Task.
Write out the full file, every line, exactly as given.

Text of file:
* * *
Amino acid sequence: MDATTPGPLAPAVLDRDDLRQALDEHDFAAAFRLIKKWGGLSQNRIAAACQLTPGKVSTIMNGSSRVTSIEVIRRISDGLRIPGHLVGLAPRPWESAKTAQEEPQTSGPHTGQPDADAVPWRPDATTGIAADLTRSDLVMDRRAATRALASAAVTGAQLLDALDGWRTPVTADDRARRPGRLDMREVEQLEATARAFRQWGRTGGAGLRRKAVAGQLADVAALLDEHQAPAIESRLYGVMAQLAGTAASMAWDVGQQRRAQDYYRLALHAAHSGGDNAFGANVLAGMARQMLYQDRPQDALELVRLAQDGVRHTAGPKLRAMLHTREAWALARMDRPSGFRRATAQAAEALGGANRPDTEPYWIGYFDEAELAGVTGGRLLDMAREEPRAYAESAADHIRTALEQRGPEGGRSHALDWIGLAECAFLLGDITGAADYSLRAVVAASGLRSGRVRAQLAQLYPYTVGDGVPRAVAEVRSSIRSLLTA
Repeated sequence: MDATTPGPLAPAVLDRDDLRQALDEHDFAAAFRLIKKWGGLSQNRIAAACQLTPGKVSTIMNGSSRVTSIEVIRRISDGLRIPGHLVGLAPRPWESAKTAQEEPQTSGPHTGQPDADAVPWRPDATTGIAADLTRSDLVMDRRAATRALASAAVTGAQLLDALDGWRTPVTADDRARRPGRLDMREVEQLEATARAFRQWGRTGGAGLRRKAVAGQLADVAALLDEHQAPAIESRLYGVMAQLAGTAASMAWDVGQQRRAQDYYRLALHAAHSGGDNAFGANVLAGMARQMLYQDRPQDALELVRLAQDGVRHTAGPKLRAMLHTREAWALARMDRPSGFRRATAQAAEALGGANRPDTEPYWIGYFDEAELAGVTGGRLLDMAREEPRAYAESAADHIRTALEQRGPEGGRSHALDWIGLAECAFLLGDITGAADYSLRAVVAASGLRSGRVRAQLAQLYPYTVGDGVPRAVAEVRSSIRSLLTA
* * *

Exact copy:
Amino acid sequence: MDATTPGPLAPAVLDRDDLRQALDEHDFAAAFRLIKKWGGLSQNRIAAACQLTPGKVSTIMNGSSRVTSIEVIRRISDGLRIPGHLVGLAPRPWESAKTAQEEPQTSGPHTGQPDADAVPWRPDATTGIAADLTRSDLVMDRRAATRALASAAVTGAQLLDALDGWRTPVTADDRARRPGRLDMREVEQLEATARAFRQWGRTGGAGLRRKAVAGQLADVAALLDEHQAPAIESRLYGVMAQLAGTAASMAWDVGQQRRAQDYYRLALHAAHSGGDNAFGANVLAGMARQMLYQDRPQDALELVRLAQDGVRHTAGPKLRAMLHTREAWALARMDRPSGFRRATAQAAEALGGANRPDTEPYWIGYFDEAELAGVTGGRLLDMAREEPRAYAESAADHIRTALEQRGPEGGRSHALDWIGLAECAFLLGDITGAADYSLRAVVAASGLRSGRVRAQLAQLYPYTVGDGVPRAVAEVRSSIRSLLTA
Repeated sequence: MDATTPGPLAPAVLDRDDLRQALDEHDFAAAFRLIKKWGGLSQNRIAAACQLTPGKVSTIMNGSSRVTSIEVIRRISDGLRIPGHLVGLAPRPWESAKTAQEEPQTSGPHTGQPDADAVPWRPDATTGIAADLTRSDLVMDRRAATRALASAAVTGAQLLDALDGWRTPVTADDRARRPGRLDMREVEQLEATARAFRQWGRTGGAGLRRKAVAGQLADVAALLDEHQAPAIESRLYGVMAQLAGTAASMAWDVGQQRRAQDYYRLALHAAHSGGDNAFGANVLAGMARQMLYQDRPQDALELVRLAQDGVRHTAGPKLRAMLHTREAWALARMDRPSGFRRATAQAAEALGGANRPDTEPYWIGYFDEAELAGVTGGRLLDMAREEPRAYAESAADHIRTALEQRGPEGGRSHALDWIGLAECAFLLGDITGAADYSLRAVVAASGLRSGRVRAQLAQLYPYTVGDGVPRAVAEVRSSIRSLLTA